By Peter Stern, Philosophy Faculty.

 I feel I must report what at the time felt like and what now, looking back in retrospect, in all candor, still feels like a very memorable experience.  The memorable part started when I heard someone say “this isn’t hooky.”   Though I remember the phrase, I’m troubled that I’m not sure who said it.  It might have been Michael, it may have been Gerry, then again I might have been the one to say it.  I simply can’t be sure though it wasn’t very long ago that this incident took place–in fact, I believe it may have been yesterday or, at the latest, the day before yesterday which would have been Tuesday .   

The full context for the “this isn’t hooky” statement was not uninteresting.   Michael Stelzer Jocks and I were discussing the Imagepossibility of going to some Hyde Park bookstores on Friday.  Then the question arose whether Gerry Dedera might also wish to prowl about the myriad dusty shelves of Powells et.al.  Whereupon Ms. Paula Diaz, our intrepid Dean, inspired leader, and savant of most things worth knowing, just happened to be walking by as our Powells’ discussion was getting into full gear and, overhearing our conversation, reminded Michael that he was supposed to be at school on Friday, and hence the sense that implementing such a plan would clearly constitute an act of hooky.  Q.E.D.—meaning, hooky proved.  Case closed.

Oh contraire.  Not so fast.  Amateur sleuths beware.  First of all, what if we were planning to go to Powell’s after fulfilling school responsibilities Friday?  Then no hooky, wouldn’t you agree?  Thus the hooky charge is rendered moot, nay less than moot.  Second, and here’s where my own signature fruit cake spin starts to play a vital role in this story, and why the occasion remains memorable for me.  An altogether different consideration almost immediately arose in my brain which was this:  Is it really possible in the year 2013, in the month of September a full week after the anniversary of 9/11, for any individual or group of individuals to engage in an act of hooky at any time anywhere at all on this great green globe we call home?

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Peter Stern?

The reason I ask this question is that I’m more or less convinced that hooky is an old fashioned, hugely archaic word so tied to an earlier time and place that it no longer has any genuine relevance or meaning to life lived today.  I would say the same thing about a buggy whip or about using a mimeograph machine to duplicate piles of papers for a high or low level meeting even if the low level meeting was peopled by higher ups.  Ditto taking a covered wagon with friends to go through the Cumberland Gap, or to head out from let’s say Akron Ohio with the wife and kids to settle down in Colorado or Idaho or Wyoming.  Instead of the covered wagon, I’d recommend you fly or get a U Haul or take a bus.  And don’t worry about getting caught playing hooky for hooky don’t exist.  Not anymore.

Such is the nature of historical time.  It doesn’t simply pass;  it does much more than this.  It renders old ways of doing things meaningless.  The unique feel, smell, touch, taste, and special meaning of an experience or way of life not only of individuals but of whole communities even of countries simply vanishes.  Artifacts remain.   Historians and anthropologists and archeologists find buried buildings, furniture,  jewelry of all kinds, even diaries and records of business transactions but the feel–the inner spirit of the time–and how exactly people experienced the world is lost forever.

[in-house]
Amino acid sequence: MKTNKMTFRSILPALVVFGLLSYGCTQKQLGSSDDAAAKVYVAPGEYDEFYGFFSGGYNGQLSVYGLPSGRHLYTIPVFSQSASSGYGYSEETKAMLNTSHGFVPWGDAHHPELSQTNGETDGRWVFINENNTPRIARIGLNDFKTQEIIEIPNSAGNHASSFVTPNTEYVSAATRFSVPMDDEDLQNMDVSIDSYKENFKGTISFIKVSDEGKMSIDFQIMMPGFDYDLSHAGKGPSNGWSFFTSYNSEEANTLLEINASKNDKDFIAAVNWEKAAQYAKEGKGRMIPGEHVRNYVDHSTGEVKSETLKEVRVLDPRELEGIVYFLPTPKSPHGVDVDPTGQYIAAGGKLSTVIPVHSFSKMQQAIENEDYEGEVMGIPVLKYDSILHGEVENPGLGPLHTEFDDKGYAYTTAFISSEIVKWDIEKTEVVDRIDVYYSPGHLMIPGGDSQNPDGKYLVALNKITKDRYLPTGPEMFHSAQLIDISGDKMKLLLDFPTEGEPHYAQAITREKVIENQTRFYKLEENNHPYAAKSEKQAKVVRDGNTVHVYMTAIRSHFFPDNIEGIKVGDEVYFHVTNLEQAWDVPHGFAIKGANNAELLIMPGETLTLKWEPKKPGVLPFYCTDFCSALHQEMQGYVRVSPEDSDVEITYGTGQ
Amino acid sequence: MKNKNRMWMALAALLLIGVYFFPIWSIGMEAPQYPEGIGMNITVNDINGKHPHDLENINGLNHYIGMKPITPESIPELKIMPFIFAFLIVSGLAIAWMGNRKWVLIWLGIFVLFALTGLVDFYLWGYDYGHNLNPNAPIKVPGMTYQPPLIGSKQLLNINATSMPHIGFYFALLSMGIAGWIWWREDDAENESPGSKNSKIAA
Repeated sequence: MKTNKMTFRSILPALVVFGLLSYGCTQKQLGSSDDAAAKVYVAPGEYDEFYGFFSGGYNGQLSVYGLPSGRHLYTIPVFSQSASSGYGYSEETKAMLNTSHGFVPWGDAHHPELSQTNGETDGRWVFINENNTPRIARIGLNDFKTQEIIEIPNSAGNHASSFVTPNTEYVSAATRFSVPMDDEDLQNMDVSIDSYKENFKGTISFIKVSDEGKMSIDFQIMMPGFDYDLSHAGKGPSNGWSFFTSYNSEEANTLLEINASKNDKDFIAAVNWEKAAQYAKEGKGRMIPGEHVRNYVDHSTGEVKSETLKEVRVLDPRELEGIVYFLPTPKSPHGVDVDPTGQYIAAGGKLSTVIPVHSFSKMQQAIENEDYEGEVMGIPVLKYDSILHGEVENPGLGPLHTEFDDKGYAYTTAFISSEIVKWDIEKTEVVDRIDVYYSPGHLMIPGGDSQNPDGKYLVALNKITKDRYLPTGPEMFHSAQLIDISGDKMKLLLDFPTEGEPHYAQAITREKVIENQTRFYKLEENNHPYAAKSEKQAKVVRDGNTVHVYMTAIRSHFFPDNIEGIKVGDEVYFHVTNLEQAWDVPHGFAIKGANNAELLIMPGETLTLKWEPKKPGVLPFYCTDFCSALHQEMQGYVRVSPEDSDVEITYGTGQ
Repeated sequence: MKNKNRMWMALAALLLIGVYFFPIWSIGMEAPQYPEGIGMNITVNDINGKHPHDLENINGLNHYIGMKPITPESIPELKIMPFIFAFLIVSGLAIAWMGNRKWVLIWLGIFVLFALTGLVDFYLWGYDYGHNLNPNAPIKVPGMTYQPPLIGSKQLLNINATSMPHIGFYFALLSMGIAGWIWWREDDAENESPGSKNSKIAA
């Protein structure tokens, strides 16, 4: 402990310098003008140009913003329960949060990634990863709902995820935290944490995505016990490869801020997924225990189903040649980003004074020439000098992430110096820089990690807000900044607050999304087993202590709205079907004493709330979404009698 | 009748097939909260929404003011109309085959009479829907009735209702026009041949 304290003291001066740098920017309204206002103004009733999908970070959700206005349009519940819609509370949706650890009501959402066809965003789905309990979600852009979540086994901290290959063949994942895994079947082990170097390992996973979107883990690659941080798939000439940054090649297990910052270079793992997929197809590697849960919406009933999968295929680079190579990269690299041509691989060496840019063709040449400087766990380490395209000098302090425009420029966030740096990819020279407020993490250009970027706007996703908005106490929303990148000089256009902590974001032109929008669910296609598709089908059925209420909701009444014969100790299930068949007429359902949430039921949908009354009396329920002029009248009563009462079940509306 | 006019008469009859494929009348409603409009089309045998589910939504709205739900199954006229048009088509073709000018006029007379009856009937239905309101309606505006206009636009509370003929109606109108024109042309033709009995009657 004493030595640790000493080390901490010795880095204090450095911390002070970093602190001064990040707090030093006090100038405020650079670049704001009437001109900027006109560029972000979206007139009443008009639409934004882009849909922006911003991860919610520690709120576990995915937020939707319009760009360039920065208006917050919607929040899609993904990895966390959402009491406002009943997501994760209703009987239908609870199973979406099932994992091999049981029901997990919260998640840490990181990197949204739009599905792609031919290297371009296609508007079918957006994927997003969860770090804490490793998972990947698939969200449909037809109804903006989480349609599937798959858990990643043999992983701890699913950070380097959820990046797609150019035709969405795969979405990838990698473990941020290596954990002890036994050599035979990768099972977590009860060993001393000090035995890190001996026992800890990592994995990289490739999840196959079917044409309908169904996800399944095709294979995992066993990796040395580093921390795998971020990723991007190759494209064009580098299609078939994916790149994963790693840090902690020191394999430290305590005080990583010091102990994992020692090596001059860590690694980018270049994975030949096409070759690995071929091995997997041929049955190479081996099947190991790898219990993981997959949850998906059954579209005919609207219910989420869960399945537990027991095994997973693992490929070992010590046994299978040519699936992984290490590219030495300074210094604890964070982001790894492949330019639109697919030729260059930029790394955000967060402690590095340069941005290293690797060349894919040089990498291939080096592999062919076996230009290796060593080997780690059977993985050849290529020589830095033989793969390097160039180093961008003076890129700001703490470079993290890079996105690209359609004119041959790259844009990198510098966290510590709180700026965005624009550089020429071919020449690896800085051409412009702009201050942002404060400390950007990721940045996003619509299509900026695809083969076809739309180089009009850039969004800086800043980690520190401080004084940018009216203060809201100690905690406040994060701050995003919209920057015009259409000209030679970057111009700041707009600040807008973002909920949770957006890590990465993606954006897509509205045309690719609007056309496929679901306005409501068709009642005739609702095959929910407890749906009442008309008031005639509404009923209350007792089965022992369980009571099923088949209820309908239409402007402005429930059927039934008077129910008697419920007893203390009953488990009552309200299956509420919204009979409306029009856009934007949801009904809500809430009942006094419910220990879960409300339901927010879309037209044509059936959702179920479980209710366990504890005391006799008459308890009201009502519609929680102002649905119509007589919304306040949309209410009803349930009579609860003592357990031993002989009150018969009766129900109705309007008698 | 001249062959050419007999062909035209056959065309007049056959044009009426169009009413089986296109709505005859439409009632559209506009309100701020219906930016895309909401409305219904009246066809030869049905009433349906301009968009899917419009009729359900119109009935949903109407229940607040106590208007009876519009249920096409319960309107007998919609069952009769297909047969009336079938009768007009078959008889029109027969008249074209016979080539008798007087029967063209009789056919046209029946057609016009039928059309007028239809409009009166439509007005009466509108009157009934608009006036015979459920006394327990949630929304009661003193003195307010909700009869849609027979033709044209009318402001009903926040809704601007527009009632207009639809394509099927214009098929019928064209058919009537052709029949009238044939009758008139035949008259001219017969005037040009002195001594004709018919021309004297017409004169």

Thus for hooky to be possible the world would have to take absolutely seriously–as if no other possible mode of behavior made any sense–that attending school and showing up at work every day was mandated by God himself such that not doing those things was a terrible violation of an ancient and sacred order.   Of course this doesn’t mean that every living soul viewed the world this way.  But it does mean that that was the default position for the society overall.  And then playing hooky really meant something.  Hooky was freedom.  Hooky meant escape.  Hooky was a thrilling adventure and you were living dangerously indeed.  And woe to you if you got caught. 

 And today?  Today you simply call in sick or tell your supervisor that your kids are sick.  Better still:  You turn on the tube and hear on the 7:00 a.m. news that the schools are closed due to exceptionally heavy rains and I-94 is flooded so you’re better off staying home and keeping off the highways.  Don’t you think most people would agree it’s awful hard playing hooky in this sort of world?

Still, in closing, to avoid sounding too shrill or foolish or just plain stupid, I should admit to some hyperbole when I state so emphatically that time renders the past utterly meaningless to future generations, for the historians and archeologists I mentioned earlier, especially the extraordinarily gifted members of those professions, do bring to life or try to bring to life the authentic spirit of the age they’re exploring.  Moreover, the law of averages suggests that they must actually succeed from time to time.  And so thanks to generations of historians we do get some sense of what it must have been like riding across the plains of Iowa and Nebraska in an un–air conditioned covered wagon during weeks on end of a dry summer 100 degree heat wave.  And, going back in time, Caesar crossing the Rubicon must have been an extraordinary sight and a mind boggling experience. 

 Yet some small voice keeps telling me that something of these events must get lost in translation.

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